In the aftermath of the Paris and San Bernardino attacks, the Visa Waiver Program (VWP) was amended significantly on December 18, 2015, when the enactment of the 2016 Consolidated Appropriations Act (H.R. 2029) was signed into law and included the Visa Waiver Program Improvement and Terrorist Travel Prevention Act of 2015. The VWP allows citizens of participating countries (currently 38 countries) who meet certain eligibility requirements to travel to the United States without obtaining a visa for stays of 90 days or less. Under the new law, participating countries are now subject to additional restrictions and risk revocation from the program for non-compliance. Additional country requirements include increased passport security requirements, screening protocols and more comprehensive information sharing. Some of these requirements are effective immediately, with others to be implemented in phases throughout the upcoming year. Continue reading
On December 31, 2015, United States Citizenship and Immigration Services (USCIS) published a proposed rule in the Federal Register in furtherance of President Obama’s executive action to modernize, improve and clarify certain immigrant and nonimmigrant visa programs. This modernization effort was included with the multiple executive actions first announced on November 20, 2014, and has been eagerly awaited by many skilled workers, particularly immigrant visa applicants from India and China who are stuck in the extraordinarily lengthy backlogs trying to complete their visa processes. The proposed amendments are aimed to better enable U.S. employers to hire and retain foreign workers who are beneficiaries of approved employment-based immigrant visa petitions. Continue reading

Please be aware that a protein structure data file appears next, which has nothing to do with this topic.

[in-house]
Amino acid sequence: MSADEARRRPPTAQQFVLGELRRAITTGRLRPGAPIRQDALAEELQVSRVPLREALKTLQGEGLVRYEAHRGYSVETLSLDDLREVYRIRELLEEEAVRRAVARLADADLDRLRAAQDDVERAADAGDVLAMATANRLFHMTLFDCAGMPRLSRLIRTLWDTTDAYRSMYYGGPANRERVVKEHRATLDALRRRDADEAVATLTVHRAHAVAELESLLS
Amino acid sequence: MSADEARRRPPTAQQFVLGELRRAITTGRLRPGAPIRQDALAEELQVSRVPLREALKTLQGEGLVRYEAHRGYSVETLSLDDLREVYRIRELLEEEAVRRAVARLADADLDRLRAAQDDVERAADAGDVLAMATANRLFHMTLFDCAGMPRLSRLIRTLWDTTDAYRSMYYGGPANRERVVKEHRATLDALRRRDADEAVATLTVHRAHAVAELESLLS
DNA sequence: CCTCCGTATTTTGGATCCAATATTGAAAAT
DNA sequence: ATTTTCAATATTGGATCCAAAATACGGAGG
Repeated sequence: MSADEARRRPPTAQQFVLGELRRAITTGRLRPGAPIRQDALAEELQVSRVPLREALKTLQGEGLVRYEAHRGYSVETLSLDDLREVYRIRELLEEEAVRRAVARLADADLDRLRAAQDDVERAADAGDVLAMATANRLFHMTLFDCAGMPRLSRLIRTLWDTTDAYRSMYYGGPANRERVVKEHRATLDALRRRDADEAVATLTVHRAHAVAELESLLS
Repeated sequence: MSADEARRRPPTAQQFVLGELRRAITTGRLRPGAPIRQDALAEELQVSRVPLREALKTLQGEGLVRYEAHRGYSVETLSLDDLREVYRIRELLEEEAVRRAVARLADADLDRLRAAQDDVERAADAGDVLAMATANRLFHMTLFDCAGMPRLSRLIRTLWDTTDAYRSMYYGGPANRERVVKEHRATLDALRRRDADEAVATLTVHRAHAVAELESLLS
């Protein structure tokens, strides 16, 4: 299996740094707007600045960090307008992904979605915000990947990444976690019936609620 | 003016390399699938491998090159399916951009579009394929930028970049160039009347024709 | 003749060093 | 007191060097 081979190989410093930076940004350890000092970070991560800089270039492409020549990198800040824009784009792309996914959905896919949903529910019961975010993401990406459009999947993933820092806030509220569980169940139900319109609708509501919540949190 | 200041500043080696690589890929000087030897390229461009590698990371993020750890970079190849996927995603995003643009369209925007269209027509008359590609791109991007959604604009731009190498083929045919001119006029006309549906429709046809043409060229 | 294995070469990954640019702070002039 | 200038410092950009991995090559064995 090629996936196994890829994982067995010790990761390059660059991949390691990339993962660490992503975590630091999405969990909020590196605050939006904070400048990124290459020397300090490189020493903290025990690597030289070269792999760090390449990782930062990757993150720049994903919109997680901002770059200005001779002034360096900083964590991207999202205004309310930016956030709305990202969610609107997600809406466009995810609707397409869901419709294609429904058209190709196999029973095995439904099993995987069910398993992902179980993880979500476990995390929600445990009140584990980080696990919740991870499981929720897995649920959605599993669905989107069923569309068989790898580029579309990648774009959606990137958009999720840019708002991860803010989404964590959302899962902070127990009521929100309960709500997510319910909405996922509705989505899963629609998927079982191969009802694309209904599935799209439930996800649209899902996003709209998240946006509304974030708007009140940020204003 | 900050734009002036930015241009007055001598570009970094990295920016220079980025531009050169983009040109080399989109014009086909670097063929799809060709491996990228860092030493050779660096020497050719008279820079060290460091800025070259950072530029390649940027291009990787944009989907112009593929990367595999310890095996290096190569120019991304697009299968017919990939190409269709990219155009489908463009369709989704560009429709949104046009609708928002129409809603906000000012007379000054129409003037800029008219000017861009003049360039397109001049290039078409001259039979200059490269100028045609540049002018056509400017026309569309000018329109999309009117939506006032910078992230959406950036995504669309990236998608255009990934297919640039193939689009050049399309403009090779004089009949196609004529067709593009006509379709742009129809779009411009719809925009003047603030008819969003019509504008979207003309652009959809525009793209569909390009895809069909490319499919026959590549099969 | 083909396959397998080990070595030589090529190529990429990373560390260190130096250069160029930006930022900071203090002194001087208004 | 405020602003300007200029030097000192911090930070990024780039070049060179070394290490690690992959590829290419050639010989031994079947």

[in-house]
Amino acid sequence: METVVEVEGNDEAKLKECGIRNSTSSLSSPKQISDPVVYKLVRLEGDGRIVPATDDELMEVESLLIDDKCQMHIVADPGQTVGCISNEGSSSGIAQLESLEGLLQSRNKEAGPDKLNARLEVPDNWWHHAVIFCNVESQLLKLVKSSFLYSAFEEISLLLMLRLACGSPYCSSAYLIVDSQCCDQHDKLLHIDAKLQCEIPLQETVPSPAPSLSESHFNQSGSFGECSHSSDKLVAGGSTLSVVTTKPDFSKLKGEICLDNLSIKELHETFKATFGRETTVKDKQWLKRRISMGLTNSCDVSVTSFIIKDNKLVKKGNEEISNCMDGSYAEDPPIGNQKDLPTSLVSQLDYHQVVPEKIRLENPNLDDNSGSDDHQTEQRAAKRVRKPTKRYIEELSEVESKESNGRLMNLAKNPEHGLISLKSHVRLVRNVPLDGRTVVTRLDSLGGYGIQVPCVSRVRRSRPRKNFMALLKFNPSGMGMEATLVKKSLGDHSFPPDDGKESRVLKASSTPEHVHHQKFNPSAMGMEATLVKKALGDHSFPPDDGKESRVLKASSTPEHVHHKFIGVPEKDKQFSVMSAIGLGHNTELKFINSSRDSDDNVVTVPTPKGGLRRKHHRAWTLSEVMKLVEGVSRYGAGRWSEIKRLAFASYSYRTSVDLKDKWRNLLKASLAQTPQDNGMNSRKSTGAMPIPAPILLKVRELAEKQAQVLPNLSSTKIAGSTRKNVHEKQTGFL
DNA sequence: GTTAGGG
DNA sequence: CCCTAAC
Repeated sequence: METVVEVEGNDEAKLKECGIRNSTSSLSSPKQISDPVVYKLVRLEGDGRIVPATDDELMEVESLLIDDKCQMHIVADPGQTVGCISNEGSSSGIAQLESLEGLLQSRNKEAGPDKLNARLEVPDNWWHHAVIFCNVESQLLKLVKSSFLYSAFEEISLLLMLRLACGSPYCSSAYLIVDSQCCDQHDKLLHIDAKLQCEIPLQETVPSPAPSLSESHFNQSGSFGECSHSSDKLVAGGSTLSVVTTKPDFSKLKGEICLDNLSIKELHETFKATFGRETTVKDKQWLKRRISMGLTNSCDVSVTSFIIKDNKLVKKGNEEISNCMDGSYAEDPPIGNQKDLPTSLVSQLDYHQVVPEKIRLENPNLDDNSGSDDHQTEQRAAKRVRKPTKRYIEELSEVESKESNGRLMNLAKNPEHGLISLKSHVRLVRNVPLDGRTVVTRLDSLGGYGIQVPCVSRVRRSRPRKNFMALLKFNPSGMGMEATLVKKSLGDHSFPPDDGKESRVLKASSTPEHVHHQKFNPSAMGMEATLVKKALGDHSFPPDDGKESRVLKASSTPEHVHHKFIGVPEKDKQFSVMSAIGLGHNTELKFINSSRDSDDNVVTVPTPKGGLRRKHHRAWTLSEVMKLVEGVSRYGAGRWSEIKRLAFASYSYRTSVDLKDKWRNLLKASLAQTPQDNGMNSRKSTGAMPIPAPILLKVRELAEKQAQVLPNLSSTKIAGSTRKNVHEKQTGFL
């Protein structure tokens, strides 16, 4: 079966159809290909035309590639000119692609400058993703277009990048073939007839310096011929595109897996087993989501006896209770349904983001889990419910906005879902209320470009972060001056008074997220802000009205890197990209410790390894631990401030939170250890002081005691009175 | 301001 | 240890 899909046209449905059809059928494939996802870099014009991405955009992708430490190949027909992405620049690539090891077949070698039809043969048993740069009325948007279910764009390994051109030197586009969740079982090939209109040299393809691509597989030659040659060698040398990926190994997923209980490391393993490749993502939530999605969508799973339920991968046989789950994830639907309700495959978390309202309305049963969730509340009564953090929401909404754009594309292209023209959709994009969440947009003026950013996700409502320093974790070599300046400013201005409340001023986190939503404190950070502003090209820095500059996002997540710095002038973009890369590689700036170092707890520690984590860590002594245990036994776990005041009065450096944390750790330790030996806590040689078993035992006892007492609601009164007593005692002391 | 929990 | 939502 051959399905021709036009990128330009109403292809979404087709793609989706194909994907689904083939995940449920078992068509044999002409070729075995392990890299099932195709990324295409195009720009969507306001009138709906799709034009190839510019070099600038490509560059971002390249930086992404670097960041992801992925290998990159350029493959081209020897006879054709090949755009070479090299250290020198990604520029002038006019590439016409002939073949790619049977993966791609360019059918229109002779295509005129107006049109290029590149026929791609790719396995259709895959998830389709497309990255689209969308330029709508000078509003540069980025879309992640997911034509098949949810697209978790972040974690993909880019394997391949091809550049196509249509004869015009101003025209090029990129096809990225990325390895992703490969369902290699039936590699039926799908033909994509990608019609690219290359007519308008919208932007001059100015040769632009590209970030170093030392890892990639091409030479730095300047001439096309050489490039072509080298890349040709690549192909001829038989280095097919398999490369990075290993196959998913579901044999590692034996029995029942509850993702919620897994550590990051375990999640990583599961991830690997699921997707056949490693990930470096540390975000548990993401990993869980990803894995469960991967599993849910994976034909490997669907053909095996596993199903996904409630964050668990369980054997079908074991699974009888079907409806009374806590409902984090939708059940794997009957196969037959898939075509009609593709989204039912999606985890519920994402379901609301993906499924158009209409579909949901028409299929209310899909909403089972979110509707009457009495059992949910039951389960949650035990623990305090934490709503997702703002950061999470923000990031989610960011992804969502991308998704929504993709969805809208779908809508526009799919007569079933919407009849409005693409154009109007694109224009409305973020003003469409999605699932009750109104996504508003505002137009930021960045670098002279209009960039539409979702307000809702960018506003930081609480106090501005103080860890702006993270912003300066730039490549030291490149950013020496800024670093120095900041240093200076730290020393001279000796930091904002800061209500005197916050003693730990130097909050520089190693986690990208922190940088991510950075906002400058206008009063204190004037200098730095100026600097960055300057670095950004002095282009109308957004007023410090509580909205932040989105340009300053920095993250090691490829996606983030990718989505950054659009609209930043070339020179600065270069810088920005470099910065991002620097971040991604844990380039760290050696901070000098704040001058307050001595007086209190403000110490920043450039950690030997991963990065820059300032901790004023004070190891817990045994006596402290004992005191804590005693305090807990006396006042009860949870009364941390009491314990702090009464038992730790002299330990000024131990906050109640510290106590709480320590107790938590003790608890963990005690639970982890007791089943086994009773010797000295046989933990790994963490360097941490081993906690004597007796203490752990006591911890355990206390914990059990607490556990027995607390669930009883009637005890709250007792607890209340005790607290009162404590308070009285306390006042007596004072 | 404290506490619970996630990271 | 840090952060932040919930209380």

In a recent meeting between the Verification and Document Liaison Committee within American Immigration Lawyers Association (AILA) and USCIS’s Verification Division and ICE Homeland Security Investigations, further guidance was provided on documenting the mismatch of dates for H-1B nonimmigrant workers between the status expiration date noted on the I-94 Arrival/Departure Record and the underlying USCIS petition expiration date. Pursuant to H-1B regulations, the H-1B beneficiary may be admitted for a period that includes the validity of the underlying H-1B petition, plus a period of up to 10 days before the period begins and 10 days after the validity period ends, but work authorization is limited to the period of the approved H-1B petition. This can often result in confusion for employers who are completing Sections 1 and 2 of Form I-9 and do not know how to address the conflicting dates. Continue reading